## Enhancement of the Dynamic Buckling Load and Analysis of Active Constrained Layer Damping with Extension and Shear Mode Piezoceramic Actuators

##### Abstract

We consider geometric and material nonlinearities when studying numerically, by
the finite element method, transient three-dimensional electroelastic
deformations of a graphite-epoxy square plate sandwiched between two
piezoceramic (PZT) layers. Points on the four edges of the bottom surface
of the plate are restrained from moving vertically. The two opposite edges
of the plate are loaded
by equal in-plane compressive loads that increase linearly
with time and the other two edges are kept traction free. The plate material
is modeled as orthotropic and neoHookean. For the transversely isotropic
PZT the second Piola-Kirchhoff stress tensor and the electric displacement
are expressed as second degree polynomials in the Green-St. Venant strain
tensor and the electric field. Both direct and converse piezoelectric
effects are accounted for in the PZT. The plate is taken to have buckled
when its centroidal deflection equals three times the plate thickness.
The dynamic buckling load for the plate is found to strongly depend upon the
rate of rise of the applied tractions. With the maximum electric field
limited to
1kV/mm, the buckling load is enhanced by 18.3$\%$ when the PZT elements are
activated. For a peak electric field of 30kV/mm, the buckling load
increased by 58.5$\%$. When more than 60$\%$ of the surface area of the top
and the bottom surfaces of the plate are covered by the PZT layers, then
square PZT elements placed symmetrically about the plate centroid provide
a larger enhancement in the buckling load than rectangular shaped or
cross-shaped PZT elements. An increase in the plate thickness relative
to that of the PZT actuators decreases the effectiveness of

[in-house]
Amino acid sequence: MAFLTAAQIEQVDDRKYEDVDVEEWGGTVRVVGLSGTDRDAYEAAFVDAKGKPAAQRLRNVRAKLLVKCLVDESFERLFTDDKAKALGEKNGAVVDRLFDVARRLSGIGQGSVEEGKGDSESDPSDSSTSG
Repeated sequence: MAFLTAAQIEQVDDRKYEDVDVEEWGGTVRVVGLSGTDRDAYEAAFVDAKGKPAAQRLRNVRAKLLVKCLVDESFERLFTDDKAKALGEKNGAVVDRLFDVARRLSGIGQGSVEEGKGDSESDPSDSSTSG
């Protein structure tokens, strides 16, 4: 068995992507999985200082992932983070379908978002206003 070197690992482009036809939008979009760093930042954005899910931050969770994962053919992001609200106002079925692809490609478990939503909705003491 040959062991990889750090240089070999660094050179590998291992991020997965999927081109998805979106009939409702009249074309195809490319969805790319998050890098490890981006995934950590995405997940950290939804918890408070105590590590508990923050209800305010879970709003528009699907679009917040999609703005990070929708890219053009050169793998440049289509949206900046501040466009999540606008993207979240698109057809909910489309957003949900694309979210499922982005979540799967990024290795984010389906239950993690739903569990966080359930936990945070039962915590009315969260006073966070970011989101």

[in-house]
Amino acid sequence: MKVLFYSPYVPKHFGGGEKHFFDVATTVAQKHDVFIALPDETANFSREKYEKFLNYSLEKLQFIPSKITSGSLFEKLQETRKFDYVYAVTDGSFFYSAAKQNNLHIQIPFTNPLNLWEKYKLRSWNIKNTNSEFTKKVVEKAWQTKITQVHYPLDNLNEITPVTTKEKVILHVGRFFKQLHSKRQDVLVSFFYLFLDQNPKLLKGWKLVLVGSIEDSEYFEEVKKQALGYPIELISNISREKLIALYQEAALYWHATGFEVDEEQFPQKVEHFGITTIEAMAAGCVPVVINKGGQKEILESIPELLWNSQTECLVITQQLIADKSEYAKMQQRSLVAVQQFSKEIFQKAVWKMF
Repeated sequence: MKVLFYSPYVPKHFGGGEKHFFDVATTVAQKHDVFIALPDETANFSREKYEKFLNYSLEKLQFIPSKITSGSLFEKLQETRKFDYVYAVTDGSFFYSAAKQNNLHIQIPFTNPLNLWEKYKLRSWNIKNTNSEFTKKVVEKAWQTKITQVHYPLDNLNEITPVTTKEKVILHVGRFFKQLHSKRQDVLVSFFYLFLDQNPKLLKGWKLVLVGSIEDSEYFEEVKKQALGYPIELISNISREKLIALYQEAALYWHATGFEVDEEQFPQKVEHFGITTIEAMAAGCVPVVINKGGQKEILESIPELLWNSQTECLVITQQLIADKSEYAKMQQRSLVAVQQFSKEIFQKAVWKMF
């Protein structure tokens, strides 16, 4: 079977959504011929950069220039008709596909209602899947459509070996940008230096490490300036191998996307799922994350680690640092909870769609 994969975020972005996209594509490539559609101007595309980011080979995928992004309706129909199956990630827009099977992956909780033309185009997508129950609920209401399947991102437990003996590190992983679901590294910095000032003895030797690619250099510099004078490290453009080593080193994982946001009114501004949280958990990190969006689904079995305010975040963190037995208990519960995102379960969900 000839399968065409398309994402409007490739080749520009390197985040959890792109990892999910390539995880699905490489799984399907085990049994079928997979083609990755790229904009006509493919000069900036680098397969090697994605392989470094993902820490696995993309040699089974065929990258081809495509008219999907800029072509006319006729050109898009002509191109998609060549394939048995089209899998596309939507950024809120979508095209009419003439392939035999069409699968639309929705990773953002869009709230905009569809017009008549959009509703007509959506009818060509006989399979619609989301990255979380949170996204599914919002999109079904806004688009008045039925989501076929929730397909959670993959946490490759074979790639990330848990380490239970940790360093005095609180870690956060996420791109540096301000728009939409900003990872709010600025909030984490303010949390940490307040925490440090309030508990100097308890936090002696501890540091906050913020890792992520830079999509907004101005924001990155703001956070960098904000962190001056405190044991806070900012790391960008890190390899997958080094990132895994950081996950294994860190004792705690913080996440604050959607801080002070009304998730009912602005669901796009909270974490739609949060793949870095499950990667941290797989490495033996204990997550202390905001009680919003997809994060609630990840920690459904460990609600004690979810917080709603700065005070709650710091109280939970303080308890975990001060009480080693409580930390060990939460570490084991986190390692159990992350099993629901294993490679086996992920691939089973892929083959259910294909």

the PZT in enhancing the buckling load for the plate.
The finite element code was modified to also analyze, in time domain, transient
deformations of a viscoelastic material for which the second Piola-Kirchhoff
stress tensor is expressed as a linear functional of the strain history of
the Green-St. Venant strain tensor. It was used to analyze
three-dimensional deformations of a thick laminated plate with layers
made of aluminum, a viscoelastic material and a PZT. The following two
arrangements of layers are considered. In one case a central PZT layer
is surrounded on both sides by viscoelastic layers and aluminum layers
are on the outside surfaces. The PZT is poled in the longitudinal
direction and an electric field is applied in the thickness direction.
Thus shearing deformations of the PZT layer are dominant. In the second
arrangement, the aluminum layer is in the middle and the PZT layers are
on the outside. The poling direction and the electric field are in the
thickness direction; thus its extensional deformations are predominant.
Three indices are used to gauge the damping of motion of plate particles,
and the effectiveness of PZT actuators in enhancing this damping. It is
found that the optimum thickness of the viscoelastic layers for maximum
total energy dissipation is the same for each set-up.
Also, the total thickness of the PZT layers which results in the maximum
value of one of these indices of energy dissipation is the same for the
two set-ups. Both arrangements give the largest value of this index
for a plate of aspect ratio 10.
Buckling behavior of a sandwich plate containing a soft core is
also studied. The effects of the ratio of the elastic moduli
of the outer layers to those of the core, and of the core
thickness on the buckling load are analyzed.
The top and the bottom layers are connected by very stiff blocks on
two opposite edges where in-plane compressive time-dependent tractions
are applied.

##### Collections

- Doctoral Dissertations [13308]

If you believe that any material in VTechWorks should be removed, please see our policy and procedure for Requesting that Material be Amended or Removed. All takedown requests will be promptly acknowledged and investigated.

Virginia Tech | University Libraries | Contact Us